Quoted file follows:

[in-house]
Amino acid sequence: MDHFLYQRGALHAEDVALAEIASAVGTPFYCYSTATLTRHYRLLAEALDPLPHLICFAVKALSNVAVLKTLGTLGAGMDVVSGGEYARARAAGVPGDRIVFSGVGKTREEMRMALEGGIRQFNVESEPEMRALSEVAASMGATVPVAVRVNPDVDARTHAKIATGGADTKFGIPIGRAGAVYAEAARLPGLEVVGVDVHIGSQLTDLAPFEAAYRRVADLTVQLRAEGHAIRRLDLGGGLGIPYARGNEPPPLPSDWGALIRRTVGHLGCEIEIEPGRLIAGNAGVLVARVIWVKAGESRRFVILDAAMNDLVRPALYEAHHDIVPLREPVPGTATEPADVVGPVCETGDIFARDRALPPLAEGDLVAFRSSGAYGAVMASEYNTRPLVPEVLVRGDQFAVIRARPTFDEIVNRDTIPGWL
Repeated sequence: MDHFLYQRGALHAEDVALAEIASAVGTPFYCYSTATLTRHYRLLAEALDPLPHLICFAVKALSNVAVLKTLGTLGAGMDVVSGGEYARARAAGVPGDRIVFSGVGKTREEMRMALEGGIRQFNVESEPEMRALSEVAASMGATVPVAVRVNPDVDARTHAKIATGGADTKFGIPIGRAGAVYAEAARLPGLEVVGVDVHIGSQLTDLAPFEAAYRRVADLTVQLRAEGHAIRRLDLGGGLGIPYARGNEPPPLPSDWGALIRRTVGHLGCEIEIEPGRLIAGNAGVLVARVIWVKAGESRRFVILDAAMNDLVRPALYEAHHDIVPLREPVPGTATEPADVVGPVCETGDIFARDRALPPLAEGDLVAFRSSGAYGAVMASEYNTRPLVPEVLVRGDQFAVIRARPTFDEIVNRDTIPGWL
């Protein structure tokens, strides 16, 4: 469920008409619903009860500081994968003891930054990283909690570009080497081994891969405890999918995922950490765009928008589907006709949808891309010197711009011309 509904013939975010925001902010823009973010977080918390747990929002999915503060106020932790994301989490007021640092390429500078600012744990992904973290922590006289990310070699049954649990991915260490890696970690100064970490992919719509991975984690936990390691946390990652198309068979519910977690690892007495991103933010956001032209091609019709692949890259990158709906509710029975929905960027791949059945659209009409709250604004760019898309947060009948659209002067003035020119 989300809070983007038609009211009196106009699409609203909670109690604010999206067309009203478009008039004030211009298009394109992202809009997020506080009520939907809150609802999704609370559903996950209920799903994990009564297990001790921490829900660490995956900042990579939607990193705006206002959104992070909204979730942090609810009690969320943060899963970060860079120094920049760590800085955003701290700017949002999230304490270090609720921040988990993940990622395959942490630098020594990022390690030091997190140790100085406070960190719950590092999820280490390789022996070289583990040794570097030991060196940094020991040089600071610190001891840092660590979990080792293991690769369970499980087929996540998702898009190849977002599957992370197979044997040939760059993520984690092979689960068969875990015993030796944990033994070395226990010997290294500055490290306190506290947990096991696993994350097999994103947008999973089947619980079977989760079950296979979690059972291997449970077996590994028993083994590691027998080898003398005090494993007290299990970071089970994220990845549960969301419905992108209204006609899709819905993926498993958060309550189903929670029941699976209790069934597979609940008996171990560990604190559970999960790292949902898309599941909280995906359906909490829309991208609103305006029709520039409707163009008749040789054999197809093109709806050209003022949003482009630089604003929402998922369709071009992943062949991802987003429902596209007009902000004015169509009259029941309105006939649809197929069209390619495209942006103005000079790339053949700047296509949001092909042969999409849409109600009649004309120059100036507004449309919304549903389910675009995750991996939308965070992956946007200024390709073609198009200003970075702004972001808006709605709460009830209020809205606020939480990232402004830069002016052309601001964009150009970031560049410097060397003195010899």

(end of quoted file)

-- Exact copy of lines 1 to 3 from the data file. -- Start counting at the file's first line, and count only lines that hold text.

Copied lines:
[in-house]
Amino acid sequence: MDHFLYQRGALHAEDVALAEIASAVGTPFYCYSTATLTRHYRLLAEALDPLPHLICFAVKALSNVAVLKTLGTLGAGMDVVSGGEYARARAAGVPGDRIVFSGVGKTREEMRMALEGGIRQFNVESEPEMRALSEVAASMGATVPVAVRVNPDVDARTHAKIATGGADTKFGIPIGRAGAVYAEAARLPGLEVVGVDVHIGSQLTDLAPFEAAYRRVADLTVQLRAEGHAIRRLDLGGGLGIPYARGNEPPPLPSDWGALIRRTVGHLGCEIEIEPGRLIAGNAGVLVARVIWVKAGESRRFVILDAAMNDLVRPALYEAHHDIVPLREPVPGTATEPADVVGPVCETGDIFARDRALPPLAEGDLVAFRSSGAYGAVMASEYNTRPLVPEVLVRGDQFAVIRARPTFDEIVNRDTIPGWL
Repeated sequence: MDHFLYQRGALHAEDVALAEIASAVGTPFYCYSTATLTRHYRLLAEALDPLPHLICFAVKALSNVAVLKTLGTLGAGMDVVSGGEYARARAAGVPGDRIVFSGVGKTREEMRMALEGGIRQFNVESEPEMRALSEVAASMGATVPVAVRVNPDVDARTHAKIATGGADTKFGIPIGRAGAVYAEAARLPGLEVVGVDVHIGSQLTDLAPFEAAYRRVADLTVQLRAEGHAIRRLDLGGGLGIPYARGNEPPPLPSDWGALIRRTVGHLGCEIEIEPGRLIAGNAGVLVARVIWVKAGESRRFVILDAAMNDLVRPALYEAHHDIVPLREPVPGTATEPADVVGPVCETGDIFARDRALPPLAEGDLVAFRSSGAYGAVMASEYNTRPLVPEVLVRGDQFAVIRARPTFDEIVNRDTIPGWL